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Senators introduce first bipartisan resolution on Libya mission

By Dana Bash, CNN Senior Congressional Correspondent
STORY HIGHLIGHTS
  • NEW: Senators seek bipartisan support for the Libya mission
  • The resolution falls short of congressional authorization
  • President Obama supports the resolution

Washington (CNN) -- Veteran U.S. Sens. John Kerry, D-Massachusetts, and John McCain, R-Arizona, formally introduced a bipartisan resolution Monday expressing Congress' support for U.S. military action in Libya, laying the groundwork for what could be the first congressional action on the mission since it began more than two months ago.

However, the resolution falls short of explicitly giving the president congressional authorization for U.S. military involvement in Libya.

This past Friday marked a 60-day deadline that, under the War Powers Act, required President Barack Obama to get congressional authorization for the war in Libya or begin to withdraw troops.

The president never met that deadline, but late Friday, he sent a letter to congressional leaders endorsing the Libya resolution Kerry and McCain had been working on as something he would welcome.

"It has always been my view that it is better to take military action, even in limited actions such as this, with congressional engagement, consultation, and support," Obama wrote in the letter.

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The resolution by Kerry and McCain, which they had been working on for some time but until now had not made public, is not a formal authorization of military action in Libya. The resolution makes no mention of the War Powers Act.

It "supports the limited use of military force by the United States in Libya as part of the NATO mission to enforce United Nations Security Council Resolution 1973 (2011), as requested by the Transitional National Council, the Arab League, and the Gulf Cooperation Council."

It also calls on the president to:

-- Submit to Congress a description of U.S. policy objectives in Libya, both during and after the rule of Libyan leader Moammar Gadhafi, and a detailed plan to achieve those objectives

-- Consult regularly with Congress regarding U.S. efforts in Libya.

As for House action, Kevin Smith, spokesman for House Speaker John Boehner, tells CNN "No decisions have been made about how to proceed and we'll discuss it with our members."Earlier in the day, House Majority Whip Eric Cantor suggested Libya may be addressed in an amendment as part of a broader House debate this week on a defense bill, but it's unclear what the language would be, if any.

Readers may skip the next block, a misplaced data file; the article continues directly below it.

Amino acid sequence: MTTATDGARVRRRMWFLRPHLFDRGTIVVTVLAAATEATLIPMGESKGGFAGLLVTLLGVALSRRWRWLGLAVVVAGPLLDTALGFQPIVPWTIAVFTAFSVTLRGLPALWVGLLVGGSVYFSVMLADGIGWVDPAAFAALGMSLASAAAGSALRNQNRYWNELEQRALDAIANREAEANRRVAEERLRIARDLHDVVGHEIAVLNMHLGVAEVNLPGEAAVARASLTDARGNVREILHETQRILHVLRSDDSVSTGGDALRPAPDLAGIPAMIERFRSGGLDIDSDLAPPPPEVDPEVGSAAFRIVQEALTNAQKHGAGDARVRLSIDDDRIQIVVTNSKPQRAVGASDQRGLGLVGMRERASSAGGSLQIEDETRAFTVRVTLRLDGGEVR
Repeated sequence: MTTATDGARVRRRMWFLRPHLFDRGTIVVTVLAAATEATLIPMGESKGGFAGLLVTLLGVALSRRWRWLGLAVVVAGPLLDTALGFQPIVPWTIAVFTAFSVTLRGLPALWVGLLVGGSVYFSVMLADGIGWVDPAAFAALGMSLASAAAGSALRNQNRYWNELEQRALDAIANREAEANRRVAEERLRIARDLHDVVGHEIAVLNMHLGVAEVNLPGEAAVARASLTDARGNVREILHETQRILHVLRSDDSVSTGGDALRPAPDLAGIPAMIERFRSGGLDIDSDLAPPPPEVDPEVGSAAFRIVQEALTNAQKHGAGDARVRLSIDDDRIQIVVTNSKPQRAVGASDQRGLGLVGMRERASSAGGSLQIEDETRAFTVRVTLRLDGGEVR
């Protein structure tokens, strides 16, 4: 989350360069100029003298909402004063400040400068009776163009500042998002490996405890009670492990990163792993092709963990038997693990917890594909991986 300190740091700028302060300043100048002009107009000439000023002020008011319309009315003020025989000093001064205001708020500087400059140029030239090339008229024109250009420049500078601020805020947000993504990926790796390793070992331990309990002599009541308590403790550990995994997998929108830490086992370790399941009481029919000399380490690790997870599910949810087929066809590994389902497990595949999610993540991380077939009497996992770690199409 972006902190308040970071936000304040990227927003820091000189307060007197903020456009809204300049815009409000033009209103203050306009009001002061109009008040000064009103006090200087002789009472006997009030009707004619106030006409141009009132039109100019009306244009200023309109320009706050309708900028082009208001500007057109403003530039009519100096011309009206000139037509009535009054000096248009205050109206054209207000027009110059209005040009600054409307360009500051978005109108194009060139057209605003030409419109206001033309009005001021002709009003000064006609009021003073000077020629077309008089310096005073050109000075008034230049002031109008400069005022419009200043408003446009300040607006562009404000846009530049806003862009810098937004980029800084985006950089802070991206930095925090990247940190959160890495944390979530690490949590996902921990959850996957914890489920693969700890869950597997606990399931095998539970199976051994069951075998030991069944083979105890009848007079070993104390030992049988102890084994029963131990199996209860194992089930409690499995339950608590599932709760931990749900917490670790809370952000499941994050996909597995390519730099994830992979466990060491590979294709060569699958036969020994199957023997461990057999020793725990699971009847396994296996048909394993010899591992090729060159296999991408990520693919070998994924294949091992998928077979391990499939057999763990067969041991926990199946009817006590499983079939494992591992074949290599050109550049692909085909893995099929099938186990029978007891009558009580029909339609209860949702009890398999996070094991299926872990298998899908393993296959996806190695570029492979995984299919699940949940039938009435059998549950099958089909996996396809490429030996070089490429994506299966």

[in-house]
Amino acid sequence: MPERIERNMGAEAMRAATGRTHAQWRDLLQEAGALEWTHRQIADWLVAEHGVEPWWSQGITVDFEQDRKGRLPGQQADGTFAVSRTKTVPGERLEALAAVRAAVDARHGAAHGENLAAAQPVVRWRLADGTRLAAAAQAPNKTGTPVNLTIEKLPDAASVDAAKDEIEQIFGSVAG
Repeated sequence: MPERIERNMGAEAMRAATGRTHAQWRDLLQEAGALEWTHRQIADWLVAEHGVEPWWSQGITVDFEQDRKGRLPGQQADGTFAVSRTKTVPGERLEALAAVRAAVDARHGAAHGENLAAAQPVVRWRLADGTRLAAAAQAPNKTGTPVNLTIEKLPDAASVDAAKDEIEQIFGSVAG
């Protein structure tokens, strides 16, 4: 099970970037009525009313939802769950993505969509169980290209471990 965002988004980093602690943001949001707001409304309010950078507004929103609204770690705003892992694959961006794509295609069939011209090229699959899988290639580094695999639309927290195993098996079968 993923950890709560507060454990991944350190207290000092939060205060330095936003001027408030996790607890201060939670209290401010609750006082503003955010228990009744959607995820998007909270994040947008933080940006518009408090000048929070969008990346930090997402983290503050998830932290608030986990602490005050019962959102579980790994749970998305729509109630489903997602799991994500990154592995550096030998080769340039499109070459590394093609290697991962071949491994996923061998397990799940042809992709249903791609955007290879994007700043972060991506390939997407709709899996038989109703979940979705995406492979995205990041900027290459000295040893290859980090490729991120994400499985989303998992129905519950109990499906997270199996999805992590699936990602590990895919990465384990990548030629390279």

McCain told CNN that there was "no motivation to do it before. Now there seems to be."

In a statement announcing the resolution, the senators said they sought strong bipartisan backing for the Libya mission.

"The country is on the strongest footing when the president and Congress speak with one voice on foreign policy matters," Kerry said in the statement. "I'm pleased to have worked on this resolution with a strong bipartisan coalition and I welcome debate and congressional action on this important issue."

Another co-sponsor, conservative Republican Sen. Lindsey Graham of South Carolina, said he disagreed with "certain aspects" of Obama's Libya strategy but supported the NATO-led mission.

It is still unclear when, or if, Senate Democratic leaders will bring up this resolution for a vote. Senate Majority Leader Harry Reid told CNN Monday morning it had not been decided.

Perceived inaction on the part of Obama has angered some lawmakers from both the left and the right, who rarely agree on anything.

Rep. Brad Sherman, D-California, told CNN last week that he believed Obama was trying to "bring democracy to Libya while shredding the Constitution of the United States."

"He cannot continue what he is doing in Libya without congressional authorization. When a president defiantly violates the law, that really undercuts our efforts to urge other countries to have the rule of law," Sherman said.

Sen. Rand Paul, R-Kentucky, concurred.

"You could say, 'Well, we have a good president, he'll do the right thing.' Well, some day you may have a president who does the wrong thing, and that's why you have rules, because you can never count on people being good people," Paul told CNN. He called it "appalling" and a "terrible precedent" to engage in military action without the people's representatives -- Congress -- debating it.

Both Sherman and Paul expressed frustration with their own party leaders, who had not pushed for congressional action in the two months that the United States has been engaged in Libya.

CNN Congressional Producer Ted Barrett contributed to this story.